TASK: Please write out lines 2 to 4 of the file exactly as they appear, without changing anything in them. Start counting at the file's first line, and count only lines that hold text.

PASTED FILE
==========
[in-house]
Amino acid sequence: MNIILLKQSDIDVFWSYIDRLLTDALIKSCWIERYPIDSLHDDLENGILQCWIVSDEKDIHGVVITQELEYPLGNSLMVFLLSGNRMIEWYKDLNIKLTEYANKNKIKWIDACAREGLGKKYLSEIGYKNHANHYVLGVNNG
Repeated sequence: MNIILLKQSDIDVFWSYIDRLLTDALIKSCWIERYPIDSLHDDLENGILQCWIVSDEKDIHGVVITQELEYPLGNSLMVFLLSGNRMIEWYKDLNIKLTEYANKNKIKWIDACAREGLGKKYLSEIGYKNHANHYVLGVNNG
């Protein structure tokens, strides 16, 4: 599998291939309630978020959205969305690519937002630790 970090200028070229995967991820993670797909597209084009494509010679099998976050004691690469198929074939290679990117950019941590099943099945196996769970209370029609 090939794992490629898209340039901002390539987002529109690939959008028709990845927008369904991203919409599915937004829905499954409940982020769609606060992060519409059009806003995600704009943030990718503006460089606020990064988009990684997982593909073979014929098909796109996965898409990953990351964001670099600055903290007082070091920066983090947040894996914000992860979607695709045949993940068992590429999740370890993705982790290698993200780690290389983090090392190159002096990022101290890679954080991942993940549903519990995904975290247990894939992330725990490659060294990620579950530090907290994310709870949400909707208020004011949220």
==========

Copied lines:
Amino acid sequence: MNIILLKQSDIDVFWSYIDRLLTDALIKSCWIERYPIDSLHDDLENGILQCWIVSDEKDIHGVVITQELEYPLGNSLMVFLLSGNRMIEWYKDLNIKLTEYANKNKIKWIDACAREGLGKKYLSEIGYKNHANHYVLGVNNG
Repeated sequence: MNIILLKQSDIDVFWSYIDRLLTDALIKSCWIERYPIDSLHDDLENGILQCWIVSDEKDIHGVVITQELEYPLGNSLMVFLLSGNRMIEWYKDLNIKLTEYANKNKIKWIDACAREGLGKKYLSEIGYKNHANHYVLGVNNG
């Protein structure tokens, strides 16, 4: 599998291939309630978020959205969305690519937002630790 970090200028070229995967991820993670797909597209084009494509010679099998976050004691690469198929074939290679990117950019941590099943099945196996769970209370029609 090939794992490629898209340039901002390539987002529109690939959008028709990845927008369904991203919409599915937004829905499954409940982020769609606060992060519409059009806003995600704009943030990718503006460089606020990064988009990684997982593909073979014929098909796109996965898409990953990351964001670099600055903290007082070091920066983090947040894996914000992860979607695709045949993940068992590429999740370890993705982790290698993200780690290389983090090392190159002096990022101290890679954080991942993940549903519990995904975290247990894939992330725990490659060294990620579950530090907290994310709870949400909707208020004011949220």